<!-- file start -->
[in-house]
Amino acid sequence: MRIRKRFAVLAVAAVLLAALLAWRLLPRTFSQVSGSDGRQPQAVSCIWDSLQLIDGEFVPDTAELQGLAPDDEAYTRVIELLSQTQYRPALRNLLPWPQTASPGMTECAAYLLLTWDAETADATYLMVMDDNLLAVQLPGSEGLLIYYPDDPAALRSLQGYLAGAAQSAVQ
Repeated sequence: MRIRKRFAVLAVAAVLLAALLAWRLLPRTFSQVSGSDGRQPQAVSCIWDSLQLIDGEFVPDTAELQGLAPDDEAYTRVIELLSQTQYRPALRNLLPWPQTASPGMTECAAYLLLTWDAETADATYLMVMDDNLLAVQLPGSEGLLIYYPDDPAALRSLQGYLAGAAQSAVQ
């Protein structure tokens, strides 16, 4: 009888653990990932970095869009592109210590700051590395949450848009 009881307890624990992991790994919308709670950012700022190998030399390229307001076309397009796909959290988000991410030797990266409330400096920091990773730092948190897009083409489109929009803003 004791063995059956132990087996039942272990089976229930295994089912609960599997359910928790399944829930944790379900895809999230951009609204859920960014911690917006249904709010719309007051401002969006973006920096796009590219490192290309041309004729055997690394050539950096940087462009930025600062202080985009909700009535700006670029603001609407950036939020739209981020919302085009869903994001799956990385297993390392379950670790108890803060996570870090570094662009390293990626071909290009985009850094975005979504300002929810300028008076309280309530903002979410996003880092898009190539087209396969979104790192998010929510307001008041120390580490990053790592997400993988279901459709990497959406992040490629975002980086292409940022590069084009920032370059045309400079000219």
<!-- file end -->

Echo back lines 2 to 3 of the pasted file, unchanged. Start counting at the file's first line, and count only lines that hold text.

Amino acid sequence: MRIRKRFAVLAVAAVLLAALLAWRLLPRTFSQVSGSDGRQPQAVSCIWDSLQLIDGEFVPDTAELQGLAPDDEAYTRVIELLSQTQYRPALRNLLPWPQTASPGMTECAAYLLLTWDAETADATYLMVMDDNLLAVQLPGSEGLLIYYPDDPAALRSLQGYLAGAAQSAVQ
Repeated sequence: MRIRKRFAVLAVAAVLLAALLAWRLLPRTFSQVSGSDGRQPQAVSCIWDSLQLIDGEFVPDTAELQGLAPDDEAYTRVIELLSQTQYRPALRNLLPWPQTASPGMTECAAYLLLTWDAETADATYLMVMDDNLLAVQLPGSEGLLIYYPDDPAALRSLQGYLAGAAQSAVQ